Carychium occidentale

Carychium occidentale Pilsbry, 1891
Western Thorn


Phylum Mollusca > Class Gastropoda > Clade Heterobranchia > Informal Group Pulmonata > Clade Eupulmonata > Superfamily Ellobioidea > Family Ellobiidae > Subfamily Carychiinae


  • Carychium exiguum var. occidentalis [sic] Pilsbry 1891: 109. Portland, Oregon, U.S.A. Nomen correctum, occidentale.
  • Carychium magnificum Hanna 1923: 51, f. 1. Union Bay, Vancouver Island, British Columbia, Canada.
Carychium occidentale

Carychium occidentale

Diagnosis and description

Diagnosis: Among Canadian species of Carychium, this is the largest species (mature H up to 2.7 mm), further distinguished by its clearly tapering spire, weakly sculptured shell, and thin, but expanded, palatal lip.

Shell: Maximum mature h: 2.0–2.7 mm; growth determinate; rather broadly fusiform, thin-shelled; translucent. Whorls: ca 5–5½; evenly increasing in width; spire whorls convex. Spire: elongate; sides usually ± straight; apex bluntly rounded. Suture: deep. Last whorl: not descending to the peristome; no crest. Protoconch: smooth. Teleoconch sculpture: smooth, with weak colabral striae. Periostracum: inconspicuous. Aperture: subovate; ca 1/3 of H. Peristome: incomplete. Apertural dentition: 1 (larger) parietal lamella that continues internally around columella a smooth curve; 1 weakly formed lamella at base of columella that may be lacking. Palatal lip: expanded, edge thin; seldom with a low, medial callus on inside. Peristome, viewed from side: prosocline; not strongly sinuous; belly of last whorl not projecting beyond the plane of peristome. Parietal callus: glazed, transparent, inconspicuous. Colour (periostracum): colourless or white; with a silken sheen.

Animal: Body white with dark eyespots.

Anatomy: Unknown.

Range and habitat

Global range: Northern Vancouver Island, British Columbia (Forsyth 2004), south to northern California where it occurs in the coastal counties of Del Norte, Humboldt and Mendocino (Roth & Sadeghian 2006); east through northern Washington to Idaho (Frest & Johannes 2001).

Canadian range: Currently known in British Columbia from the west side of the Coast and Cascade ranges, on Vancouver Island, and on other islands along the south coast, it should be expected in the wet southern interior parts of the province. North along the coast at least to Menzies Bay (50°10´ N, RGF coll.), eastern Vancouver Island. Distribution is sporadic.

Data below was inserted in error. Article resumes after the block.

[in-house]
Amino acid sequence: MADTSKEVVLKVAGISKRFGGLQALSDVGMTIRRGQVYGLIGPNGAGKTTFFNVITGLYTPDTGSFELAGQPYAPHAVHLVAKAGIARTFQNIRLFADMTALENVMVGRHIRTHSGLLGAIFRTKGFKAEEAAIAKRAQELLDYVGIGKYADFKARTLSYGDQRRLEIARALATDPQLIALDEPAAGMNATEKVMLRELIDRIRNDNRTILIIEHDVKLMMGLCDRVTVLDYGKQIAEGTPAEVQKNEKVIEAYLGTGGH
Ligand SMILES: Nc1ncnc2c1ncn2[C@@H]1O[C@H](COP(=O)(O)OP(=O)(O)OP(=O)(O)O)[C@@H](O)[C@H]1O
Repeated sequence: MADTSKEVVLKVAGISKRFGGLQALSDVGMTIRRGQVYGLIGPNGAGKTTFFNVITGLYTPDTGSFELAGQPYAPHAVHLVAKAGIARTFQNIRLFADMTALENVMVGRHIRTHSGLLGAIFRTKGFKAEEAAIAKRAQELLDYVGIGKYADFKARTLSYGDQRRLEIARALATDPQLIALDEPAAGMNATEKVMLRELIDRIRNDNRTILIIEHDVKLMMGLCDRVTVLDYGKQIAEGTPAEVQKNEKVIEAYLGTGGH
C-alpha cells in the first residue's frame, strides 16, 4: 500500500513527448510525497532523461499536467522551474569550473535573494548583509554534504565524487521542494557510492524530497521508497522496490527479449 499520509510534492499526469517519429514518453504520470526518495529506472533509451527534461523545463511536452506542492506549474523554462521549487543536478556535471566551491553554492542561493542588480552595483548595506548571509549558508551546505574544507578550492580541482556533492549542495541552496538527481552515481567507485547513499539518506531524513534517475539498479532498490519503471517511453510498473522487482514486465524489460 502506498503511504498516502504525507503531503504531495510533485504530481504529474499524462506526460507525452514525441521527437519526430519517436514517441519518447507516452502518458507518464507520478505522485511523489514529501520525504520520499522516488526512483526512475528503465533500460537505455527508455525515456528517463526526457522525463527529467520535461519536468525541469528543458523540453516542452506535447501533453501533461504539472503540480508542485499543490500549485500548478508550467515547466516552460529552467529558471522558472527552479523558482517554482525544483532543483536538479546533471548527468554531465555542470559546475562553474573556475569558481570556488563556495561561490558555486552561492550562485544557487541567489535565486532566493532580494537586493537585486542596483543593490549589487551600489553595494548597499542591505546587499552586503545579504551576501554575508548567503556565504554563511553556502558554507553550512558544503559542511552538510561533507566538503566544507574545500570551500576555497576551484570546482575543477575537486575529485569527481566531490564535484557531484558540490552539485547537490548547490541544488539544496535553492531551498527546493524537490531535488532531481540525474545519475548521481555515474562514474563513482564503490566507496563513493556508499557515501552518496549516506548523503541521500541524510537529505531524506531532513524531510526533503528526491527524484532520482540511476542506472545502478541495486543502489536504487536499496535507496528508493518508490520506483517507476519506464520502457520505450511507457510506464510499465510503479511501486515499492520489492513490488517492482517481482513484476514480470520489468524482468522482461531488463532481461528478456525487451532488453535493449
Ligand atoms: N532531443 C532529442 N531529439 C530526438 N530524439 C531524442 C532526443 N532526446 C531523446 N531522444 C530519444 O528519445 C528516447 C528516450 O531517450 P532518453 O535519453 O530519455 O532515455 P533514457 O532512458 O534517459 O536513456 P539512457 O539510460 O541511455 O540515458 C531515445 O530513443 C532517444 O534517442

Ecozone: Pacific Maritime; possible for the southern Montane Cordillera.

Habitat: In relatively undisturbed low elevation (≤ 80 m a.s.l.) deciduous and mixedwood forests. Bigleaf Maples (Acer macrophyllum) are usually present. Colonies are found sporadically in deep litter areas, and nearly always in moist hollows, near seeps or along riparian zones.


The biology of this species is unknown.


Early records of Carychium exiguum from British Columbia (Taylor 1889, 1891, 1895, La Rocque 1953) must have been misidentifications and instead refer to C. occidentale which had not yet, or had only just been described. Pilsbry (1891) first recognized the west coast form as distinct, describing it as a subspecies of C. exiguum, but within a few years, he raised it to a species (1894). As originally written, the spelling of the species epithet was “occidentalis, but following the rules of Latin, the ending was changed to the neuter; hence, occidentale. Hanna (1923) described Carychium magnificum from Vancouver Island, thinking wrongly that his material belonged to a larger-shelled species than C. occidentale. However, Pilsbry (1948: 1061) synonymized the two taxa, noting that “though the types of C. occidentale were smaller, it often reaches the size given for C. magnificum.

Etymology: Genus, from the Greek, karyx (κάρυξ), “a herald”, signifying the ancient use of a shell as a trumpet. The gender is neuter.Species epithet, Latin, “western”.


Species bibliography at
Species account, map and photo gallery at

Literature Cited

  • Forsyth, R.G. 2004. Land Snails of British Columbia, Royal BC Museum Handbook. Victoria: Royal British Columbia Museum. iv + 188 p., [8] pl.
  • Frest, T.J., and Johannes, E.S. “2000” [2001]. An annotated checklist of Idaho land and freshwater mollusks. Journal of the Idaho Academy of Sciences 36 (2): 1–51.
  • Hanna, G.D. 1923. A new species of Carychium from Vancouver Island, British Columbia. proceedings of the California Academy of Sciences (4)12 (5): 51–53.
  • La Rocque, A. 1953. Catalogue of the Recent Mollusca of Canada. National Museum of Canada, Bulletin 129: x + 406 p.
  • Pilsbry, H.A. 1891. Forms of American Carychium. The Nautilus 4 (10): 109–110.
  • Pilsbry, H.A. 1894. The American species of Carychium. The Nautilus 6 (6): 61–63.
    Pilsbry, H.A. 1948. Land Mollusca of North America (north of Mexico). Volume 2, Part 2. Academy of Natural Sciences of Philadelphia, Monograph 3: i–xlvii + 521–1113.
  • Roth, B., and Sadeghian, P.S. 2006. Checklist of the land snails and slugs of California. Second edition. Santa Barbara Museum of Natural History Contributions in Science 3: 82 p.
  • Taylor, G.W. 1889. The land shells of Vancouver Island. The Ottawa Naturalist 3: 84–94.
  • Taylor, G.W. 1891. Land shells of Vancouver Island. The Nautilus 5 (8): 91–92.
    Taylor, G.W. 1895. Preliminary catalogue of the marine Mollusca of the Pacific coast of Canada with notes upon their distribution. Transactions of the Royal Society of Canada (2) 1 (4): 17–100.